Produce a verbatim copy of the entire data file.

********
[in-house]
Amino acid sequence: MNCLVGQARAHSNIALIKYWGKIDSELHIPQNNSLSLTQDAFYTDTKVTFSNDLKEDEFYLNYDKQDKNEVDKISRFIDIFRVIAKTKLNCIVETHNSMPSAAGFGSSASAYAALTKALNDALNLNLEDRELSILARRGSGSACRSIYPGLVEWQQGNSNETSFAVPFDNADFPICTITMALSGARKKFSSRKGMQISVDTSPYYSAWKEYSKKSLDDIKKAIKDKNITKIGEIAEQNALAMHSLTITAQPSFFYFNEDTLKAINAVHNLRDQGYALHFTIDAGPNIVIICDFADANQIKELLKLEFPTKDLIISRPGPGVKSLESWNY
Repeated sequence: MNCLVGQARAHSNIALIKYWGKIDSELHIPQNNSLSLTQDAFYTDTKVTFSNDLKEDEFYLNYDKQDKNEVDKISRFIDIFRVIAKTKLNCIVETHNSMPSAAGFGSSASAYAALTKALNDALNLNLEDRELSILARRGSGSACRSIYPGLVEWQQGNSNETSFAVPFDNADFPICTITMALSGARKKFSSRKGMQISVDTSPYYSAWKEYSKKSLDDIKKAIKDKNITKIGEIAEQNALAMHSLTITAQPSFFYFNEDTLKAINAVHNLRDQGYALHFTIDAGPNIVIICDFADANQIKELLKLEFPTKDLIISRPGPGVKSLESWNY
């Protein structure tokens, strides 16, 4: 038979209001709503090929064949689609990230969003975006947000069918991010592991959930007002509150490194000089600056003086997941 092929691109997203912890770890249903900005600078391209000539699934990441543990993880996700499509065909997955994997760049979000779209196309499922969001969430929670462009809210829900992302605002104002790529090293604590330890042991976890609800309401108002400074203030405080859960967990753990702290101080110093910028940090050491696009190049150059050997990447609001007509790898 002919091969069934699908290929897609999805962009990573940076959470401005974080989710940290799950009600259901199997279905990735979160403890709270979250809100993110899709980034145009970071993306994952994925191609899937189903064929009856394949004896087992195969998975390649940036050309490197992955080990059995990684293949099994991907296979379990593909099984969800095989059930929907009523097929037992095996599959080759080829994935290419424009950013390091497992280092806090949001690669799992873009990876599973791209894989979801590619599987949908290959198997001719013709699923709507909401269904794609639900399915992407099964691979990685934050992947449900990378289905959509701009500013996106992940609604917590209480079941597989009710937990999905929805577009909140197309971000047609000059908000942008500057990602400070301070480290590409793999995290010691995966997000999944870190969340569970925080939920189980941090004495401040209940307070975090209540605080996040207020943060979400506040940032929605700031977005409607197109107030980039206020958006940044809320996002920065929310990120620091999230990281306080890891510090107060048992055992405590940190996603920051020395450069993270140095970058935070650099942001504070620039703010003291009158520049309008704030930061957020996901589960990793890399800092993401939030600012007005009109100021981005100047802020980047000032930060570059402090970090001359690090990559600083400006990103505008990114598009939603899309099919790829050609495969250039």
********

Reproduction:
[in-house]
Amino acid sequence: MNCLVGQARAHSNIALIKYWGKIDSELHIPQNNSLSLTQDAFYTDTKVTFSNDLKEDEFYLNYDKQDKNEVDKISRFIDIFRVIAKTKLNCIVETHNSMPSAAGFGSSASAYAALTKALNDALNLNLEDRELSILARRGSGSACRSIYPGLVEWQQGNSNETSFAVPFDNADFPICTITMALSGARKKFSSRKGMQISVDTSPYYSAWKEYSKKSLDDIKKAIKDKNITKIGEIAEQNALAMHSLTITAQPSFFYFNEDTLKAINAVHNLRDQGYALHFTIDAGPNIVIICDFADANQIKELLKLEFPTKDLIISRPGPGVKSLESWNY
Repeated sequence: MNCLVGQARAHSNIALIKYWGKIDSELHIPQNNSLSLTQDAFYTDTKVTFSNDLKEDEFYLNYDKQDKNEVDKISRFIDIFRVIAKTKLNCIVETHNSMPSAAGFGSSASAYAALTKALNDALNLNLEDRELSILARRGSGSACRSIYPGLVEWQQGNSNETSFAVPFDNADFPICTITMALSGARKKFSSRKGMQISVDTSPYYSAWKEYSKKSLDDIKKAIKDKNITKIGEIAEQNALAMHSLTITAQPSFFYFNEDTLKAINAVHNLRDQGYALHFTIDAGPNIVIICDFADANQIKELLKLEFPTKDLIISRPGPGVKSLESWNY
């Protein structure tokens, strides 16, 4: 038979209001709503090929064949689609990230969003975006947000069918991010592991959930007002509150490194000089600056003086997941 092929691109997203912890770890249903900005600078391209000539699934990441543990993880996700499509065909997955994997760049979000779209196309499922969001969430929670462009809210829900992302605002104002790529090293604590330890042991976890609800309401108002400074203030405080859960967990753990702290101080110093910028940090050491696009190049150059050997990447609001007509790898 002919091969069934699908290929897609999805962009990573940076959470401005974080989710940290799950009600259901199997279905990735979160403890709270979250809100993110899709980034145009970071993306994952994925191609899937189903064929009856394949004896087992195969998975390649940036050309490197992955080990059995990684293949099994991907296979379990593909099984969800095989059930929907009523097929037992095996599959080759080829994935290419424009950013390091497992280092806090949001690669799992873009990876599973791209894989979801590619599987949908290959198997001719013709699923709507909401269904794609639900399915992407099964691979990685934050992947449900990378289905959509701009500013996106992940609604917590209480079941597989009710937990999905929805577009909140197309971000047609000059908000942008500057990602400070301070480290590409793999995290010691995966997000999944870190969340569970925080939920189980941090004495401040209940307070975090209540605080996040207020943060979400506040940032929605700031977005409607197109107030980039206020958006940044809320996002920065929310990120620091999230990281306080890891510090107060048992055992405590940190996603920051020395450069993270140095970058935070650099942001504070620039703010003291009158520049309008704030930061957020996901589960990793890399800092993401939030600012007005009109100021981005100047802020980047000032930060570059402090970090001359690090990559600083400006990103505008990114598009939603899309099919790829050609495969250039």